The outlook on Serbia’s junk credit rating was raised to positive by Moody’s Investors Service, which cited the country’s implementation of structural and fiscal reforms to help ease its debt burden.
Moody’s left the Balkan nation’s sovereign debt rating at B1, four steps short of investment grade and on par with Vietnam and Kenya. Fitch Ratings has Serbia at the same level, while Standard & Poor’s rates it one grade higher. Both companies raised their outlooks to positive from stable in December and January.
“Moody’s decision to assign a positive outlook to Serbia’s B1 rating reflects the authorities’ commitment to addressing the deterioration in the sovereign’s debt burden,” analysts Marco Zaninelli and Yves Lemay said Friday in a statement. The initiatives include the implementation of structural reforms as well as a fiscal consolidation program, they said.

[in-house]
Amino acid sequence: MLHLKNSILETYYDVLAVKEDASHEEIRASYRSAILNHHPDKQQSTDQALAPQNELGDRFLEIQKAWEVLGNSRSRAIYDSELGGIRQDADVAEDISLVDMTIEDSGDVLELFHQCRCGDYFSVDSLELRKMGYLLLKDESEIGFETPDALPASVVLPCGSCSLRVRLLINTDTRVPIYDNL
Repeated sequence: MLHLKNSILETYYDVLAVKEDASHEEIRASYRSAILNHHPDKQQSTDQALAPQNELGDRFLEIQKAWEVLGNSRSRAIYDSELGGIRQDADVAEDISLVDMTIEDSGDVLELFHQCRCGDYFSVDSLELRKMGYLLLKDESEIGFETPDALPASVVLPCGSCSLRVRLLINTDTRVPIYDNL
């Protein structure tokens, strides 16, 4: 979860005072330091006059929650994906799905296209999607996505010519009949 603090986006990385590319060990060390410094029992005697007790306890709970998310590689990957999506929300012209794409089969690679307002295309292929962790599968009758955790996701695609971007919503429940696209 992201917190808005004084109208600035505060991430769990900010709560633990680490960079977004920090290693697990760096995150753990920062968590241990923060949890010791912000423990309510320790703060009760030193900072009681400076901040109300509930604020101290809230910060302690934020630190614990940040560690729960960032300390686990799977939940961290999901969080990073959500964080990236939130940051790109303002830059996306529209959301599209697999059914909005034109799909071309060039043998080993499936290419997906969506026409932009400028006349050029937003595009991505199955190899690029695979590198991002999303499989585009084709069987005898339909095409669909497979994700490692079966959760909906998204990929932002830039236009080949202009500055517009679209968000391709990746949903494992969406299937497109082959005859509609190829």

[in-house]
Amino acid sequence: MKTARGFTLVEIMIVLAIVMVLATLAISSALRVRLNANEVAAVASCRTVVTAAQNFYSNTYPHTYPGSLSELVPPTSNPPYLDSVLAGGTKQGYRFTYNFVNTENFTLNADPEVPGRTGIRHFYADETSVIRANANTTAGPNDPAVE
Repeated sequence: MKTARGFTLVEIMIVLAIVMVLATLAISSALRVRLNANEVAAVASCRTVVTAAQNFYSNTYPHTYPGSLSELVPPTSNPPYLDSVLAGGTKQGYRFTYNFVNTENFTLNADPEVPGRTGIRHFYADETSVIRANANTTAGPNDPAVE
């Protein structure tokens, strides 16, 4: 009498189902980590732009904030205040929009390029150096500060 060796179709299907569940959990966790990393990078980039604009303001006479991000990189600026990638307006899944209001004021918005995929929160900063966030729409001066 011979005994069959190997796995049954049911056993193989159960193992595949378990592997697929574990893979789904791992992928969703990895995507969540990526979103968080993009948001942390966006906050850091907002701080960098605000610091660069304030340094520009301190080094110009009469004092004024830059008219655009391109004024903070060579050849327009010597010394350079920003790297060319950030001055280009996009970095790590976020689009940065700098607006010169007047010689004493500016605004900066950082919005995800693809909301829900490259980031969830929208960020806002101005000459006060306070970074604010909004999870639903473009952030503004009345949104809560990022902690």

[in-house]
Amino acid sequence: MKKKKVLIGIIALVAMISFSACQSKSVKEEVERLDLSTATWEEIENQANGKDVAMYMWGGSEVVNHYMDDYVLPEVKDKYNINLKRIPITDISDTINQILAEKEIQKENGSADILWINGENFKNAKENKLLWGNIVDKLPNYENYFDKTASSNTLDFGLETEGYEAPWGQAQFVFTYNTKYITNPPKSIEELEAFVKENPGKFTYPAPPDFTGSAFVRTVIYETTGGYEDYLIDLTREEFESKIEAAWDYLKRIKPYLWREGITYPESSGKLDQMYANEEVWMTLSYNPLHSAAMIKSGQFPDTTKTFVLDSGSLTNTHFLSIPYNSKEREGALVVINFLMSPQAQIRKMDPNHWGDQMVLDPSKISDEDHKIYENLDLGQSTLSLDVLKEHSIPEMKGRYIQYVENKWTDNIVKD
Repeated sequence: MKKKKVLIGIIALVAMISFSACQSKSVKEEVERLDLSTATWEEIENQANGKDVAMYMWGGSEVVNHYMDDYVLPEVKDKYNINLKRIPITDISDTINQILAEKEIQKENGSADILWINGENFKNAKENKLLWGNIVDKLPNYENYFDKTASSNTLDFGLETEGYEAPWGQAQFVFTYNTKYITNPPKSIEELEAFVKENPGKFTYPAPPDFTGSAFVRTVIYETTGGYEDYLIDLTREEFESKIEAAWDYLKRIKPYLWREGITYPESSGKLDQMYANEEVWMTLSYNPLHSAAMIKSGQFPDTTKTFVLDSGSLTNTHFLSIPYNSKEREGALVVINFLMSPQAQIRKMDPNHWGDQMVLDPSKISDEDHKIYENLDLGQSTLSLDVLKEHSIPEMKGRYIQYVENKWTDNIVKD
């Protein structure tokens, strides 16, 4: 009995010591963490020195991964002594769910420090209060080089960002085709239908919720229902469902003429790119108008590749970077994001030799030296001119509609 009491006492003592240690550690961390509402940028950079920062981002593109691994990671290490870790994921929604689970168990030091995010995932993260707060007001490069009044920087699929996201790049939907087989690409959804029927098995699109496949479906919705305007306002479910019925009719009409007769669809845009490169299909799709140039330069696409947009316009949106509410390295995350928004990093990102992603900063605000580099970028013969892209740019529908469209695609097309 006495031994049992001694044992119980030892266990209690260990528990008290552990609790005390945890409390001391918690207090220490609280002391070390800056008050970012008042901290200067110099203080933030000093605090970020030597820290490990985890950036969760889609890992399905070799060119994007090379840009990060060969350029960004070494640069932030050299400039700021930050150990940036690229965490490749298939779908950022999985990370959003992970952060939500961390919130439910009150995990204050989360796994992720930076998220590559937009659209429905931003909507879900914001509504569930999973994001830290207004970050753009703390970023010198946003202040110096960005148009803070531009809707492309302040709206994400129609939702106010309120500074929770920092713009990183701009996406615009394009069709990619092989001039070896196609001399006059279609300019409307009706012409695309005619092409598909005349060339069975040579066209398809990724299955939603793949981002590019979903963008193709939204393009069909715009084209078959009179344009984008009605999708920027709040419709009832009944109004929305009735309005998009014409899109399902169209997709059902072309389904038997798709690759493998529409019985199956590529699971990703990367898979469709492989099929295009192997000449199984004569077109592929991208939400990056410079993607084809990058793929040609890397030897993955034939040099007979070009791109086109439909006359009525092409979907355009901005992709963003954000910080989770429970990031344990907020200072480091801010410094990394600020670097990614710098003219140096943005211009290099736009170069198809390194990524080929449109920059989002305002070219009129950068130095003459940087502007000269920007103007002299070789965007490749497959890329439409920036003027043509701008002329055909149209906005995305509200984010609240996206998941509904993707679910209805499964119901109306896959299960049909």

Growth in the the biggest ex-Yugoslav republic’s economy is set to more than double to 1.8 percent this year.
Prime Minister Aleksandar Vucic, who’s seeking a new term at snap elections next month, wants to narrow Serbia’s budget deficit and halt increases in public debt. Planned measures include eliminating thousands of jobs in public administration, schools, hospitals, police and state-run companies, part of a three-year austerity program agreed on with the International Monetary Fund.